(NOTE: The below links will open in a new browser tab or window)
Learn More about the UO programs featured at the "Best of UO General Education" Event:
- The Department of Comparative Literature
- A feature story on COLT's undergraduate journal, nomad
- The Science Literacy Program (SLP)
- Daily Emerald video report on the SLP
Annotated Bibliography of key articles on general education reform, teaching practices in general education courses, and student and faculty perceptions of general education. ( PDF
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General Education, Association of American Colleges and Universities: provides links to numerous resources, publications, and events on general education reform and effective teaching practices for general education courses. The AAC&U has been at the forefront of general education initiatives since the 1980s, and its site is a significant online hub for work on general education in higher education.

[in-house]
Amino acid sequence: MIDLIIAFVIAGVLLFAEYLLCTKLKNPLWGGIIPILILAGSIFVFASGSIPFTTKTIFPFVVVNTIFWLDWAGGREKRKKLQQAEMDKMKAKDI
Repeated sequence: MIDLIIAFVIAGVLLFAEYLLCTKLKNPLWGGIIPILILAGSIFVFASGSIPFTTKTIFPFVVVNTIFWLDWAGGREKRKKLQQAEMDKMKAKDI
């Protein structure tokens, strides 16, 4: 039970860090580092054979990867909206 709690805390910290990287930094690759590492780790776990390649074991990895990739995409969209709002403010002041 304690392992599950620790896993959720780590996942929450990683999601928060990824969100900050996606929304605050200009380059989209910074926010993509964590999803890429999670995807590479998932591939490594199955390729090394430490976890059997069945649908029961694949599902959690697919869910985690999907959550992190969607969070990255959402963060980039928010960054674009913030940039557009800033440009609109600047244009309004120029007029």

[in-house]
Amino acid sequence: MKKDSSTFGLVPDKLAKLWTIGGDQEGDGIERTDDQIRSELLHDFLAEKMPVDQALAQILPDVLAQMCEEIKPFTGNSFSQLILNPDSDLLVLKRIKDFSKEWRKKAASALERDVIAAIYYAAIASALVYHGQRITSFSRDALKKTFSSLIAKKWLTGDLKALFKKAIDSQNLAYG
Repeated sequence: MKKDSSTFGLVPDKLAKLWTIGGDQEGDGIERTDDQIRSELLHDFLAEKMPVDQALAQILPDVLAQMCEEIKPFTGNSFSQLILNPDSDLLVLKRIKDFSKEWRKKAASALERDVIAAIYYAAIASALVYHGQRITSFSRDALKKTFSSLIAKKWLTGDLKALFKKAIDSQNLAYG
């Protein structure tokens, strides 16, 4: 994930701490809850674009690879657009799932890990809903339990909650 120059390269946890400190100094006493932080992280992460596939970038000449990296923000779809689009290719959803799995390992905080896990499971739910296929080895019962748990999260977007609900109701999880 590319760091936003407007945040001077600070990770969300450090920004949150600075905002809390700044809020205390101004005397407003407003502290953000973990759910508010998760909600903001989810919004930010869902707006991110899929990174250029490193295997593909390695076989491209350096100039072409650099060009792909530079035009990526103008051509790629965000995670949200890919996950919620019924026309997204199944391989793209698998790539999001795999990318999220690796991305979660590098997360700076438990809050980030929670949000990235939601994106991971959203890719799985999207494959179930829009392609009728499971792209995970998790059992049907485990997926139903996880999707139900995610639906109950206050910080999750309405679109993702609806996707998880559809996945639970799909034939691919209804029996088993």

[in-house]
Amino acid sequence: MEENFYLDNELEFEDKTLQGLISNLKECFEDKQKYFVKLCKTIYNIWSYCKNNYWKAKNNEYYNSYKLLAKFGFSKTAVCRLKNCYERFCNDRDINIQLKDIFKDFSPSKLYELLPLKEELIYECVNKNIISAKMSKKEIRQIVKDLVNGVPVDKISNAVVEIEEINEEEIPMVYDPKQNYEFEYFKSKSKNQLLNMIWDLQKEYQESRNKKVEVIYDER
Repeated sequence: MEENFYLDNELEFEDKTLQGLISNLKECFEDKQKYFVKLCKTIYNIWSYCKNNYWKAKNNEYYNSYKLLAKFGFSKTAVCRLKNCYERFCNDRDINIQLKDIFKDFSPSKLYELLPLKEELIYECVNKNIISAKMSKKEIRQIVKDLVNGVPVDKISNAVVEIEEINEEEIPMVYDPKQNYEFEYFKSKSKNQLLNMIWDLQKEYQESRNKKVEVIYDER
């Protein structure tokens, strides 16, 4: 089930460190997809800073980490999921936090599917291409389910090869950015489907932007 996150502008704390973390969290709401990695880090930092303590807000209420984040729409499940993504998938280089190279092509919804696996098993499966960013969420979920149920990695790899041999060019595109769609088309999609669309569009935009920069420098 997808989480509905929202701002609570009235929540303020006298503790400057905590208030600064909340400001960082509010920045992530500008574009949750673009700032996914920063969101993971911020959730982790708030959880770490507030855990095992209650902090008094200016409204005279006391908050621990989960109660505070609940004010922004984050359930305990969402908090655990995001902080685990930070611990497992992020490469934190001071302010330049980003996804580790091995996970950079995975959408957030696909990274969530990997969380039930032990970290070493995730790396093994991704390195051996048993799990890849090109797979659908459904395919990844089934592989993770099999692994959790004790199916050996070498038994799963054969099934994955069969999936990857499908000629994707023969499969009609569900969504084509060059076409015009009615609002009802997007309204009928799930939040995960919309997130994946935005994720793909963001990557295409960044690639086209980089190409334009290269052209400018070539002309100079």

General Education, LEAP Campus Toolkit: presents numerous examples of innovative general education programs at different universities and colleges across the United States, in addition to basic tools for design and assessment of general education programs. The site is based on the Liberal Education and America’s Promise (LEAP) initiative that “champions the importance of a twenty-first-century liberal education—for individual students and for a nation dependent on economic creativity and democratic vitality.”
The Journal of General Education: JGE is published by Penn State University Press and is the leading center of scholarship and research on issues in general education. As noted at the site, “JGE features articles on innovative methods in teaching and assessment, profiles of exemplary general education programs, case studies of successful curriculum development efforts, and reviews of books and monographs related to general education.”